I’m re-blogging this article I wrote about four-and-a-half years ago, because of accusations today being aimed at Jeremy Corbyn that he has supposedly spoken up for Osama bin Laden.

What Corbyn actually said was the following; –

“This was an assassination attempt, and is yet another tragedy, upon a tragedy, upon a tragedy. The World Trade Center was a tragedy, the attack on Afghanistan was a tragedy, the war in Iraq was a tragedy. Tens of thousands of people have died.”

He went on to say that Osama Bin Laden should have been put on trial. Even Boris Johnson has said the same.

The accusation is therefore a typical right wing media quote-mine.

The reason for re-blogging is that, at the time, I thought the killing of bin Laden looked underhanded, suspicious, and unnecessary, and as Corbyn appears to be saying much the same thing, I think it is a good time to re-articulate the reasons why.

You may notice my writing style was slightly different back then; in particular, I tended to use contractions a lot more, a bad habit I have made a conscious effort to iron out of my work in subsequent years.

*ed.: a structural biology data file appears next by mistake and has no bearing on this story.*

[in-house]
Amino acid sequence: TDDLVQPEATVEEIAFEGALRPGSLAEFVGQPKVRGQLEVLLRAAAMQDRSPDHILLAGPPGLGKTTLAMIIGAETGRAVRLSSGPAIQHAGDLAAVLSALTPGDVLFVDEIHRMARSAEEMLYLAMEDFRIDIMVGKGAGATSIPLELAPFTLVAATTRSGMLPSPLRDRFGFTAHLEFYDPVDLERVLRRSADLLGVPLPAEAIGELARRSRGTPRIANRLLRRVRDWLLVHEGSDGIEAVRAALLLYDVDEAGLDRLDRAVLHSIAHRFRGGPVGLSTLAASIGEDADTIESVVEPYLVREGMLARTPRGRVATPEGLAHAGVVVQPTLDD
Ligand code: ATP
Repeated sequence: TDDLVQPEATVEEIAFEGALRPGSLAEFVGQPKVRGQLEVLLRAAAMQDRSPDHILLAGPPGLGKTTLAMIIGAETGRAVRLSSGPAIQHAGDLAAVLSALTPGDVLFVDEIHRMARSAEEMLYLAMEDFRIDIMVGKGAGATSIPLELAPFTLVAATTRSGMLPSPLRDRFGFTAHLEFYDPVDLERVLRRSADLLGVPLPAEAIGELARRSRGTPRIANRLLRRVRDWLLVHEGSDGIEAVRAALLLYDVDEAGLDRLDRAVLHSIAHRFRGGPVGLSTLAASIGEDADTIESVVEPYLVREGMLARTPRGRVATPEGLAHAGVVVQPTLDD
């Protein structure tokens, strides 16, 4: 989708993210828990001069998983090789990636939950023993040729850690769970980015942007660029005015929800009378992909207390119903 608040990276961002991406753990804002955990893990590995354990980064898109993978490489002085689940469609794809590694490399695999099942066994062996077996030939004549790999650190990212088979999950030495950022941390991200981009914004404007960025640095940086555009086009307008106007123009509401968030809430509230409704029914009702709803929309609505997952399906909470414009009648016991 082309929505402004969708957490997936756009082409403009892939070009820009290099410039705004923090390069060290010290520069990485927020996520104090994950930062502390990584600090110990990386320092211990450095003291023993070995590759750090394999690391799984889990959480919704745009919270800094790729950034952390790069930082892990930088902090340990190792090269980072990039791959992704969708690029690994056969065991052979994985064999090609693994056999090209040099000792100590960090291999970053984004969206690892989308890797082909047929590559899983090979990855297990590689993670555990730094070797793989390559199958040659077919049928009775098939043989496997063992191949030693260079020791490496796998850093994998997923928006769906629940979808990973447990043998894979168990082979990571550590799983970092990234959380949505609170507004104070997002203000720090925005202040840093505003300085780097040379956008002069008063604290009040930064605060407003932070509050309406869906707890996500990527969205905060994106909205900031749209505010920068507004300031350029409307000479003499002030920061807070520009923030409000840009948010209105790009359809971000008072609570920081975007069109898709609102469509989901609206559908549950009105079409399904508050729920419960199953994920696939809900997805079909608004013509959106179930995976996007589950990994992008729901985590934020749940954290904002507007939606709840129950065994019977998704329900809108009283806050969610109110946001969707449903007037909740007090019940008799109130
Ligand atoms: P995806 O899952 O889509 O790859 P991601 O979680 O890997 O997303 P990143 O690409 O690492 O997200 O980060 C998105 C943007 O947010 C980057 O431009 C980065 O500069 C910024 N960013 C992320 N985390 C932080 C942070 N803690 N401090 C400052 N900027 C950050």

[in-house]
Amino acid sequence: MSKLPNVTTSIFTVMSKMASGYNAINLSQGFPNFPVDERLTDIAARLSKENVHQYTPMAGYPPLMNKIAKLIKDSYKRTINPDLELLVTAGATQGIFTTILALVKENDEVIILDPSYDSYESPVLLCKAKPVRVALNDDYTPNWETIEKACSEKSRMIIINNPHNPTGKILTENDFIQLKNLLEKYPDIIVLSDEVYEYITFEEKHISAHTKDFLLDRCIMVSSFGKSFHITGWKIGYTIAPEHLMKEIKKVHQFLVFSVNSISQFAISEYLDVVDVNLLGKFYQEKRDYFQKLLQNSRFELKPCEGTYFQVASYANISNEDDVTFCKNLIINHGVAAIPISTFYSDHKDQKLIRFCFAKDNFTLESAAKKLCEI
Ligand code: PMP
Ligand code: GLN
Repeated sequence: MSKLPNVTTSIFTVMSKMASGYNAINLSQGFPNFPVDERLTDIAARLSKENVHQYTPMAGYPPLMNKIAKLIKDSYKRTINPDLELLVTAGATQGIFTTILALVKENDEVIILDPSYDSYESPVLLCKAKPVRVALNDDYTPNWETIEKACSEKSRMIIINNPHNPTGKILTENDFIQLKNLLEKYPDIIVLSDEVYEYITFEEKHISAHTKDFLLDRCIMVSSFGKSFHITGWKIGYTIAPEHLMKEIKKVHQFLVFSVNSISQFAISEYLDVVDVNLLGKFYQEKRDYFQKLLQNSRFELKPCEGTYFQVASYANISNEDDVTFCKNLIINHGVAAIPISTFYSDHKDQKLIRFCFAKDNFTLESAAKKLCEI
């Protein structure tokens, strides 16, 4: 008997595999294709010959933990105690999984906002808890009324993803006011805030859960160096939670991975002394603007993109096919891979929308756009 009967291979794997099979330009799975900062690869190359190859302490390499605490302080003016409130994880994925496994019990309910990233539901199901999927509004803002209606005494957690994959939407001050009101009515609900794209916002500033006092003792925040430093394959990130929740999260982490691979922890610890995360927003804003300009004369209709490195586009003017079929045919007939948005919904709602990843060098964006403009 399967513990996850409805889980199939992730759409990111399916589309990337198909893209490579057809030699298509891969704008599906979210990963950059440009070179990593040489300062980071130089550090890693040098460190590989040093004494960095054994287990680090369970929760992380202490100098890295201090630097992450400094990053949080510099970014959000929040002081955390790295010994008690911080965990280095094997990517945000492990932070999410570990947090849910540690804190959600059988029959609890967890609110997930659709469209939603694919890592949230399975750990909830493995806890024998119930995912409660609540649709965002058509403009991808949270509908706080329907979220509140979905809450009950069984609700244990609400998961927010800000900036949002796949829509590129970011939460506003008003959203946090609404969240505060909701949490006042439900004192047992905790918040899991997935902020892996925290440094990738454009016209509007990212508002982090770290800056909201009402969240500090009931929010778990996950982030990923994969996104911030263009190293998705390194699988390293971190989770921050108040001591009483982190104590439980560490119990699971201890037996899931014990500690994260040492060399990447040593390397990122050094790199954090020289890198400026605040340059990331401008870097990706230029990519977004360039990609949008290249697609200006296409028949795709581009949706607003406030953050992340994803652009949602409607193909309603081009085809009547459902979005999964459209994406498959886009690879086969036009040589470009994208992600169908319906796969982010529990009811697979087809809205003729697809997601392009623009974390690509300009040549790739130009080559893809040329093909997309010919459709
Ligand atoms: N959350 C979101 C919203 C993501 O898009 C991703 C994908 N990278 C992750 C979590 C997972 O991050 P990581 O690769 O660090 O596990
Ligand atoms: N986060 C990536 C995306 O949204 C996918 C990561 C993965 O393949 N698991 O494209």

TheCritique Archives

by Martin Odoni

So here we are then, ladies and gentlemen, we are living in a post-Osama bin Laden world. I can’t say I’m impressed with how this new world seems so far, but nonetheless, he was shot on May the 2nd 2011, and so of course, the world is put to rights.

Sometimes, just sometimes, assassination can be acceptable. In times of war, it can be justified or at least mitigated in certain conditions. And let it be remembered that bin Laden declared war on the USA in the 1990’s, so his supporters (what few there are) can hardly protest against his death on the basis of it being an act-of-war. (Not that I see much sign of them doing so.) But does that all mean that this particular assassination is acceptable?

When an assassination is attempted, it must, not just can, must, be mitigated by the…

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